Do you have a Rasheed Wallace-sized hole in your heart? The newly formed Champions League wants to fill it.
The just-announced league is hoping to debut in summer 2016 and feature former NBA stars playing for 16 teams around the country. Former players associated with the league include former Detroit Pistons Wallace and Richard Hamilton and other NBA stars including Al Harrington, Brandon Roy and Maurice Ager.
There are a few things to be cautious of, chief among them being whether seeing aging former stars on the basketball court again is better in theory than in practice. Golf is incredibly difficult, but the physical demands of running up and down the basketball court are a lot different than the PGA's Senior, ahem, Champions Tour.
Per Sam Amick at USA Today, the league's chairman, Carl George, says he is hoping to provide family-friendly and affordable basketball entertainment during the summer dead zone.
The second worry is, of course, that these sorts of semi-professional sports leagues come and go like the seasons. There are high-profile flops like the XFL, but most often leagues are announced and sputter out without ever officially starting or with little attendance or fanfare. And that doesn't even include the countless people just trying to sucker others out of money.
Still, as described by George, the league seems sincere and above board. Here is how it is described in the USA Today piece:
- Sixteen teams to begin competing in the summer of 2016, with a strong preference for players who have competed in the NBA during the last three years. According to George, the New York team is already fully formed and includes former NBA players
Al Harrington, Rasheed Wallaceand Maurice Ager. Teams in Boston, Philadelphia, Washington, Miami, Orlando, Atlantaand Cleveland are up next, with the goal to employ approximately 250 players in all (170 on teams, others as player-coaches or in other roles). Each team would have two former NBA All-stars on the roster and a Hall of Famerin the front office. George said that 60 players have committed to this point, with many more "in the pipeline" while the subsequent teams are rolled out.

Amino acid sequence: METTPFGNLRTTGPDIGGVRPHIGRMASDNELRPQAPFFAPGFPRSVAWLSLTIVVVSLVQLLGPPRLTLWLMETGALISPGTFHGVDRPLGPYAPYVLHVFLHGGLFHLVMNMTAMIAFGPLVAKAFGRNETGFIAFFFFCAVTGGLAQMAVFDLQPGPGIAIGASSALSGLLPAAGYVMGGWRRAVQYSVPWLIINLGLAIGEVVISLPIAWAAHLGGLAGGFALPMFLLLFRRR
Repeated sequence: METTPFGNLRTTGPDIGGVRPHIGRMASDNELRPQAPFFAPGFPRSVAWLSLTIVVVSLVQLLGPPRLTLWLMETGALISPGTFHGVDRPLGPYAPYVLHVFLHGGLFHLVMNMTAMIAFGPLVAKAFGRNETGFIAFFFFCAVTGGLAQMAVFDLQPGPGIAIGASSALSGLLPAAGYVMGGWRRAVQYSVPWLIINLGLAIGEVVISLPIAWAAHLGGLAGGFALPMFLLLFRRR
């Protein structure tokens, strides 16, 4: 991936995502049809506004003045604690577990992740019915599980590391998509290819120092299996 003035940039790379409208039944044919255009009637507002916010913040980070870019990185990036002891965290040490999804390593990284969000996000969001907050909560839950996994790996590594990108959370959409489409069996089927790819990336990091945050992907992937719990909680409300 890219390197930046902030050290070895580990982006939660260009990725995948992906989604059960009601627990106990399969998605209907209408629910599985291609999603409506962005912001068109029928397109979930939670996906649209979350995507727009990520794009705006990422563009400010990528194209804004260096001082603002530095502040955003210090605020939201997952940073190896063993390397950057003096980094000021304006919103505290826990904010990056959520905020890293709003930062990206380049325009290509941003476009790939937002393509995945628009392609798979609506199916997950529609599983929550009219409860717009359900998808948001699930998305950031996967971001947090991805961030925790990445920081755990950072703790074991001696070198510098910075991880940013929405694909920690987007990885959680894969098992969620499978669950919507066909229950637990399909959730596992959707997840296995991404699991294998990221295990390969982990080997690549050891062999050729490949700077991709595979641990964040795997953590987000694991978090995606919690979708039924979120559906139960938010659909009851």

- Approximately 30 games to be played in July and August, with 10 charity/marketing events in non-NBA markets during the non-season months also included as part of a player's compensation package. On average, George said, players would make approximately $200,000 per year (for 80 or 90 days of work) in their pay structure if they take part in both the season and the charity events.
The strategy to attract the best-of-the-rest players is simple: provide a far better payday than the NBA's Development League (top tier approximately $25,000) while offering a more-comfortable alternative to the overseas route that can certainly lead to more money but that, inevitably, requires a life-changing relocation. Or, of course, some players who didn't have worthwhile NBA summer league invites in July could play in the D-League/overseas and the Champions League as a way to, in essence, double-dip. Flexible player contracts are a selling point here, and there's this added bonus that could surely improve the competition too: Division-winning players get a $50,000 raise, and championship tournament winners — it's a March Madness style tournament setup — would earn an extra $100,000 as well.
- Players prolonging their careers that are so often cut short, the businesses that provide the bankroll benefiting from their brands, and fans seeing quality basketball for $25 per ticket (there are no season ticket packages, but plenty of discount offerings for multiple-game packages).
tl;dr version: "Blah, blah blah blah, Rasheed Wallace back on a basketball court, blah, blah, blah, ball don't lie!"